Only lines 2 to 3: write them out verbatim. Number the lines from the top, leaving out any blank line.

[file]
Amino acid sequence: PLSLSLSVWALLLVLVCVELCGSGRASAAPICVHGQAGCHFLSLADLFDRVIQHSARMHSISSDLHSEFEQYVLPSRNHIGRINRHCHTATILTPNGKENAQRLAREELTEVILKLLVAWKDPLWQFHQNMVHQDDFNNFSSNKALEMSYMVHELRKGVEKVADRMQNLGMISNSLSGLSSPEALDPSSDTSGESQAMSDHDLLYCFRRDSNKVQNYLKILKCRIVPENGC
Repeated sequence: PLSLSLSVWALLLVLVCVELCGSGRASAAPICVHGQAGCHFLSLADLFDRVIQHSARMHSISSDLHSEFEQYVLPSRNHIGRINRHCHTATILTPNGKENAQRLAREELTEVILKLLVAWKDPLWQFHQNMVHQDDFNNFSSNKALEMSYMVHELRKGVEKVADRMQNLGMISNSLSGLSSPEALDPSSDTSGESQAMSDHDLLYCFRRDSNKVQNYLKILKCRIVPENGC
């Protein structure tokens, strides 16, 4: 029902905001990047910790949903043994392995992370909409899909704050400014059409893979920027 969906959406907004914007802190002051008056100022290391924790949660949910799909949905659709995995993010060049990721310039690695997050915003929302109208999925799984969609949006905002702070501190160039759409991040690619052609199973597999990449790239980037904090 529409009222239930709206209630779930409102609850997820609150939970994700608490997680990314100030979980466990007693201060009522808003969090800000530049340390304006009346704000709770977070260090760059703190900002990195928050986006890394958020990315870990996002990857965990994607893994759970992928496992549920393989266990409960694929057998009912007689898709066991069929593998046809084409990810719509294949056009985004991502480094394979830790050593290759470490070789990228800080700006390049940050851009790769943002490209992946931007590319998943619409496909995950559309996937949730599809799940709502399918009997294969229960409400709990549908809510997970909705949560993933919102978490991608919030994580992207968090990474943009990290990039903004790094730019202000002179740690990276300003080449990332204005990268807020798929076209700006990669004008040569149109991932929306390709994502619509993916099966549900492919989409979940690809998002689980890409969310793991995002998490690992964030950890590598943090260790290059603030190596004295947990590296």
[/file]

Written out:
Repeated sequence: PLSLSLSVWALLLVLVCVELCGSGRASAAPICVHGQAGCHFLSLADLFDRVIQHSARMHSISSDLHSEFEQYVLPSRNHIGRINRHCHTATILTPNGKENAQRLAREELTEVILKLLVAWKDPLWQFHQNMVHQDDFNNFSSNKALEMSYMVHELRKGVEKVADRMQNLGMISNSLSGLSSPEALDPSSDTSGESQAMSDHDLLYCFRRDSNKVQNYLKILKCRIVPENGC
């Protein structure tokens, strides 16, 4: 029902905001990047910790949903043994392995992370909409899909704050400014059409893979920027 969906959406907004914007802190002051008056100022290391924790949660949910799909949905659709995995993010060049990721310039690695997050915003929302109208999925799984969609949006905002702070501190160039759409991040690619052609199973597999990449790239980037904090 529409009222239930709206209630779930409102609850997820609150939970994700608490997680990314100030979980466990007693201060009522808003969090800000530049340390304006009346704000709770977070260090760059703190900002990195928050986006890394958020990315870990996002990857965990994607893994759970992928496992549920393989266990409960694929057998009912007689898709066991069929593998046809084409990810719509294949056009985004991502480094394979830790050593290759470490070789990228800080700006390049940050851009790769943002490209992946931007590319998943619409496909995950559309996937949730599809799940709502399918009997294969229960409400709990549908809510997970909705949560993933919102978490991608919030994580992207968090990474943009990290990039903004790094730019202000002179740690990276300003080449990332204005990268807020798929076209700006990669004008040569149109991932929306390709994502619509993916099966549900492919989409979940690809998002689980890409969310793991995002998490690992964030950890590598943090260790290059603030190596004295947990590296």